Vanderbilt coach Bobby Johnson
Saturday’s upset win over Georgia was Kentucky football’s most significant since the 1997 victory over Alabama. Yes, Kentucky beat better teams than this year’s Georgia squad during both the Hal Mumme and Guy Morris eras. However, unlike the relatively stable program (in terms of the fan base) under the previous two regimes, Rich Brooks has faced, to borrow a phrase from John Feinstein, a “season on the brink” in 2006. Lagging fan support, unprecedented success for arch-rival Louisville, and ever-loudening whispers of names like Cutcliffe, Davis and Leach seemed to be slowly but steadily leading Brooks toward the coaching gallows. And then, just when it seemed the noose was tightening, something peculiar happened. The old man fought back. The first punches were relatively inconsequential jabs. Kentucky beat the teams they were supposed to beat, and the Kentucky fan base yawned in unison. (Although the road win at Starkville looks a little sweeter today, eh Bama fan?) Brooks then connected on a haymaker. The Cats held on for the first time in recent memory in a game against one of the proud old guard of the SEC. A game which was not lost by Georgia by a fluke bounce of the ball or by a 7 to 0 turnover margin, but won by a gutty Kentucky team which proved that they could pass, run and get crucial stops against a team loaded with five star talent. Never has the program needed a shot in the arm, and gotten it, like Saturday. It was a surreal experience to witness Kentucky fans, as if finally awake after a long and restless sleep, come to joyous life following the final horn. The fan base can now put a respite on analyzing coaching resumes to discover the next dead man walking to take on the Kentucky job, and start coming up with work excuses that will permit them to follow the Cats to their bowl game. First, however, Kentucky has a tall order this Saturday with the ‘Dores, who may be a better team than Georgia.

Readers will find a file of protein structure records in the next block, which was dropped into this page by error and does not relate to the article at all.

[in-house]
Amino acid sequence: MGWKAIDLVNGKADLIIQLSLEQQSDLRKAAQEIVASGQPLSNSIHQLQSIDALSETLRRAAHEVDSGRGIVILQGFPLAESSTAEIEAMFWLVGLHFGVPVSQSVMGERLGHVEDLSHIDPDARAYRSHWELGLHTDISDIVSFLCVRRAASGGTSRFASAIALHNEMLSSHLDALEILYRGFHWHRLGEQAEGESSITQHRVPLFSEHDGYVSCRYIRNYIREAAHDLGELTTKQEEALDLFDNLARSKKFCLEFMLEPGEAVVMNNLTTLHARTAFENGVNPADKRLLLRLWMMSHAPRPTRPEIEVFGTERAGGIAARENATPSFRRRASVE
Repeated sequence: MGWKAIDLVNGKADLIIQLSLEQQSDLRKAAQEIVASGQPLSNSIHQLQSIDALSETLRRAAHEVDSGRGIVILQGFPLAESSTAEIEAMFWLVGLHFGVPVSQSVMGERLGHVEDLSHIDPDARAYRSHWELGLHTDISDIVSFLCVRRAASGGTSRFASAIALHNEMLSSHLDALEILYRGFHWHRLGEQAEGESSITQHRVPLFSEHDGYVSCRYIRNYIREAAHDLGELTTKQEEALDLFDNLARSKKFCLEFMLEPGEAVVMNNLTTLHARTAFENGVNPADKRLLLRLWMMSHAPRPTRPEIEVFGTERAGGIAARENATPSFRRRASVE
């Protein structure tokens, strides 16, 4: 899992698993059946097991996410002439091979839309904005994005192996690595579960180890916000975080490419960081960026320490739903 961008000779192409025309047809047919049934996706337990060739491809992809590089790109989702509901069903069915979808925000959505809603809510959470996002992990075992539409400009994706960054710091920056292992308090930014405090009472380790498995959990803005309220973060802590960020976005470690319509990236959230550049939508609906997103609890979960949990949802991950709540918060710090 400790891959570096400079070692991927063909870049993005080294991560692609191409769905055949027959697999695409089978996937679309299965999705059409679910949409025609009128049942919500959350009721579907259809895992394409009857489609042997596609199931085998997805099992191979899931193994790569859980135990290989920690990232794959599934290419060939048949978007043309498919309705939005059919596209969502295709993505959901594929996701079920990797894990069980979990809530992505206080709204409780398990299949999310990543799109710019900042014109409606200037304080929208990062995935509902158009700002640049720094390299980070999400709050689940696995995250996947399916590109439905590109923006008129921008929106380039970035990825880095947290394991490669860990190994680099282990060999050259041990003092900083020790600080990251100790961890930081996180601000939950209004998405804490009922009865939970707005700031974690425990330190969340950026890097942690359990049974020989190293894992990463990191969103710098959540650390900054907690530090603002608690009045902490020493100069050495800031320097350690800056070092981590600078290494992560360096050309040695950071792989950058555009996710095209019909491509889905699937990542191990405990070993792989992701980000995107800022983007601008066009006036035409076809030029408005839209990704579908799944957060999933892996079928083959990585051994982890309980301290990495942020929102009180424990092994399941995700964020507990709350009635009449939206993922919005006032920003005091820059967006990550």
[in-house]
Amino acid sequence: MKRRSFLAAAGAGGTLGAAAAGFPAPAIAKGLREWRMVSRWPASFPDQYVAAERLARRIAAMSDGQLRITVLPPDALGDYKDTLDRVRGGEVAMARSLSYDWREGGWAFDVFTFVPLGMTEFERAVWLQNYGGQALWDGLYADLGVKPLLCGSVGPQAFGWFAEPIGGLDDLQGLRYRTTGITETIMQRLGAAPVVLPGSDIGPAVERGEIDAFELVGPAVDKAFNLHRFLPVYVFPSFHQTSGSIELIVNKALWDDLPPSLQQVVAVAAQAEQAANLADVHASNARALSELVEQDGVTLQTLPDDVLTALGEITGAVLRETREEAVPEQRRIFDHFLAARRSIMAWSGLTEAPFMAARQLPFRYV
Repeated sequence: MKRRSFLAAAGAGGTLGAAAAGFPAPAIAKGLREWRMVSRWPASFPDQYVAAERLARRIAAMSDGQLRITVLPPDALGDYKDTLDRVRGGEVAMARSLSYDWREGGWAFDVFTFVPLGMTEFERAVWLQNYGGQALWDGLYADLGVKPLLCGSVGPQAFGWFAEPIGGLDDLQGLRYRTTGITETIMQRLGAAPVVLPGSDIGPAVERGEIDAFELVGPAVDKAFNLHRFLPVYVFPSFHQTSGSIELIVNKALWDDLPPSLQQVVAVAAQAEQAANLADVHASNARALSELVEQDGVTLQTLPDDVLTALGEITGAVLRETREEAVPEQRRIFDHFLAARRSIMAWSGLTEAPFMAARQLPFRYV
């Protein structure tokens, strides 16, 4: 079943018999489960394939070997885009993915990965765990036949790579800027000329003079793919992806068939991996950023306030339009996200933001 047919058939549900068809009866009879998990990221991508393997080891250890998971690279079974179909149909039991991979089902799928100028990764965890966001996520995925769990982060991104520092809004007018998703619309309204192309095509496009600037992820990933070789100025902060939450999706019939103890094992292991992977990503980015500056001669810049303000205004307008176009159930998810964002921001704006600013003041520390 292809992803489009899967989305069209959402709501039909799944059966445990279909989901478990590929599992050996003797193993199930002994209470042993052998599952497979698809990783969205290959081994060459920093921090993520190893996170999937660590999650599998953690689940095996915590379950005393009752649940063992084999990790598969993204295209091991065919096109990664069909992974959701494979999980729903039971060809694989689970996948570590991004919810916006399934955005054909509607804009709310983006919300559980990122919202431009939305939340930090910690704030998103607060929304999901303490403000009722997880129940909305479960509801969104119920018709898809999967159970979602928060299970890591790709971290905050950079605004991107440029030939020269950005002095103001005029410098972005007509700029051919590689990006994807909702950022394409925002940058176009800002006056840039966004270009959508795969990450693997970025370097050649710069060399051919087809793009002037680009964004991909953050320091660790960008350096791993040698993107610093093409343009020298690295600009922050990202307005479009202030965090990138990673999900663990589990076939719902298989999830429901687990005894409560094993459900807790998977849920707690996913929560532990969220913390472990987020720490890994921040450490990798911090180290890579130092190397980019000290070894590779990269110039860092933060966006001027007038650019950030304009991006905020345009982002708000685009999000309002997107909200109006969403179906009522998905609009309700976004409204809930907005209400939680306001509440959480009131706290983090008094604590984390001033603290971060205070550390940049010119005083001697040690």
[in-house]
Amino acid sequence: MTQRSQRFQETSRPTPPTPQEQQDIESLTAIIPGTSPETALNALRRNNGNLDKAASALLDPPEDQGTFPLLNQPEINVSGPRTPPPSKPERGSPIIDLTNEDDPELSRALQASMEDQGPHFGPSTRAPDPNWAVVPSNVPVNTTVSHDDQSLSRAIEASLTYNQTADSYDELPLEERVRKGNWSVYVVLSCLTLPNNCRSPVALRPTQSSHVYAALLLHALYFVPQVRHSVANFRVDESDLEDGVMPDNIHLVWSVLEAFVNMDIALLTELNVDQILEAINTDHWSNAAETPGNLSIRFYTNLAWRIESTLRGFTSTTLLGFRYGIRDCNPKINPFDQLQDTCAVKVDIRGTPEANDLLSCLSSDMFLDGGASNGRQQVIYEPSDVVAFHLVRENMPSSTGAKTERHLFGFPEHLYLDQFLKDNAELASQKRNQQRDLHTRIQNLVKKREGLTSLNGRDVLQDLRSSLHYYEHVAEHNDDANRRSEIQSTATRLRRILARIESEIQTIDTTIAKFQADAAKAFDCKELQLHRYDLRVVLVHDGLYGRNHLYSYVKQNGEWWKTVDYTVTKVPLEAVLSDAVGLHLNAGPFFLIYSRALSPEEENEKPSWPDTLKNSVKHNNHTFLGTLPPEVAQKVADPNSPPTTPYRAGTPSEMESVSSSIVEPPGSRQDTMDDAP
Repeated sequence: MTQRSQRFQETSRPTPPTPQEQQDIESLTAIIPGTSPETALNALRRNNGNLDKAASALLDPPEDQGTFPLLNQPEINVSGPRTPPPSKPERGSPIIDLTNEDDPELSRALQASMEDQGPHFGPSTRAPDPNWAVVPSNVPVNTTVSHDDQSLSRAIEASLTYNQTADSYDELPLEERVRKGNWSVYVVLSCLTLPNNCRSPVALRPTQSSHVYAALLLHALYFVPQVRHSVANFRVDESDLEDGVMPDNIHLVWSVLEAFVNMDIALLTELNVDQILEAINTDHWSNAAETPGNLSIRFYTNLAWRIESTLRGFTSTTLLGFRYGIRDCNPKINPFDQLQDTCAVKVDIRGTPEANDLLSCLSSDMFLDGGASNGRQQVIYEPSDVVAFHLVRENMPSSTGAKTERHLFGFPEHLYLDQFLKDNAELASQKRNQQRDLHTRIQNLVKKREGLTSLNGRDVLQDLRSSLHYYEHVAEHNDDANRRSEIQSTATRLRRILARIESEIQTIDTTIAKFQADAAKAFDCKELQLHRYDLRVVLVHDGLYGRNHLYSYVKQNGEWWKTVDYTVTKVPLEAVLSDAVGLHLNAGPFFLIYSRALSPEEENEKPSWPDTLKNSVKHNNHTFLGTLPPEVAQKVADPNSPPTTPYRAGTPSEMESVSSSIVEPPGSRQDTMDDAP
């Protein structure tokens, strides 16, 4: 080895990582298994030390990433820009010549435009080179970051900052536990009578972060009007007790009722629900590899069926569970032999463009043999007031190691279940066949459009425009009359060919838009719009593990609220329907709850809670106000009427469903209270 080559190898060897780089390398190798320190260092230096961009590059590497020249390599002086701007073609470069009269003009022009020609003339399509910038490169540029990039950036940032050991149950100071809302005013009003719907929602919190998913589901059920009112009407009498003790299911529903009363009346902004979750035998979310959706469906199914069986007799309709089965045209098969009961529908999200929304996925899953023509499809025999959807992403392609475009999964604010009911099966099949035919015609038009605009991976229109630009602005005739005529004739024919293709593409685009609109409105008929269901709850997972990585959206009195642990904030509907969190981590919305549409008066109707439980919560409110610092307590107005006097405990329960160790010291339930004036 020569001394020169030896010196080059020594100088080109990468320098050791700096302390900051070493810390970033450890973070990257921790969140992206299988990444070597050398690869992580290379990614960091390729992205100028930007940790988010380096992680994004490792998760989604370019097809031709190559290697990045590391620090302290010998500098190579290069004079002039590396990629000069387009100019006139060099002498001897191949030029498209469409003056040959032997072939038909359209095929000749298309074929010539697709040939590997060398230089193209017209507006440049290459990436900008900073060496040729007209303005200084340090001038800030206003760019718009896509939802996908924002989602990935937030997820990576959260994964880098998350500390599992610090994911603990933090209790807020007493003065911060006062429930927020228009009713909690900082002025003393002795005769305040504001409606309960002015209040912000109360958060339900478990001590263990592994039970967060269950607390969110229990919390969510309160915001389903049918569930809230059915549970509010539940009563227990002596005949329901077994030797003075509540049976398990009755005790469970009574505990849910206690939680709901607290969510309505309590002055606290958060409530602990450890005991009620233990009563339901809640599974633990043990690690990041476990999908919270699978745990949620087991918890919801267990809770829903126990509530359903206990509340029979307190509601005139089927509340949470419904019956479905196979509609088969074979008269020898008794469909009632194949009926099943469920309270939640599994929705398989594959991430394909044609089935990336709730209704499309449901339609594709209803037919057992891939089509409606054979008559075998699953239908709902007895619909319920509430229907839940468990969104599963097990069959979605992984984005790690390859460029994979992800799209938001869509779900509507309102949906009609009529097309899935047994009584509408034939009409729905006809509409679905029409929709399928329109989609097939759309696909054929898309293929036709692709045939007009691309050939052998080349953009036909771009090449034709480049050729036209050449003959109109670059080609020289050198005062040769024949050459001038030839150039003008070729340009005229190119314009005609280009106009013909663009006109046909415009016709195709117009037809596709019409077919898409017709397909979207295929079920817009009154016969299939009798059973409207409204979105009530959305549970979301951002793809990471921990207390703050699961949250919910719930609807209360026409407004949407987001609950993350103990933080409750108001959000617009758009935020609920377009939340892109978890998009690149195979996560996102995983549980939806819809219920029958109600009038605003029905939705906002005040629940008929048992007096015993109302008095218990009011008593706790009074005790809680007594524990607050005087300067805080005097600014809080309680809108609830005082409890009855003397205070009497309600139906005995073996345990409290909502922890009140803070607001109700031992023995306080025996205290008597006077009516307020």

Defensively, Vanderbilt gives up 9 fewer points and nearly 130 fewer yards per game than the Cats. Offensively, Vandy averages 60 more rushing yards and 3 more total yards per game than Kentucky. Vanderbilt quarterback Chris Nickson has thrown for 1542 yards and run for an additional 579. Earl Bennett, who torched Kentucky Tecmo Bowl style in 2005, is on pace to hold every receiving record in the Conference by the end of his senior year. This season, Bennett leads the SEC with 67 catches, and most recently lit up Florida with 13 catches for 157 yards and a touchdown. (We all know how well Kentucky traditionally defends elite wide receivers and mobile quarterbacks.) Vanderbilt is every bit as talented as Kentucky. They are coached by Steve Martin look-a-like Bobby Johnson, who may be the best x and o coach in the conference. The trouble is, despite all of their improvement, that most of the time, Vanderbilt remembers that they are Vanderbilt just in time to take the final death blow. Much like what has happened at Kentucky for years, it is as if, at that crucial moment in the game, the weight of year after year of failure becomes too great for the team on the field to overcome. Aside from their victory in Athens, Vandy has been in every conference game this season only to snatch defeat from the jaws of victory. Last week’s game against Florida is the perfect microcosm of their season, if not their entire history. Vanderbilt outgained Florida by 60 yards and became the only team this season to score three offensive touchdowns against the mighty Gators. They also picked off Chris Leak three times. However, with the assistance of some botched plays in the kicking game, Florida managed to win the game 25 to 19. Despite this, Kentucky can’t count on Vandy being Vandy, the only team in the Conference more snake bitten than Kentucky, this week. Instead, the Cats will need every bit the effort that was shown against Georgia, if not a little more, to get that magical sixth victory. If it is not there, Kentucky will be looking for that sixth win again at this time next week.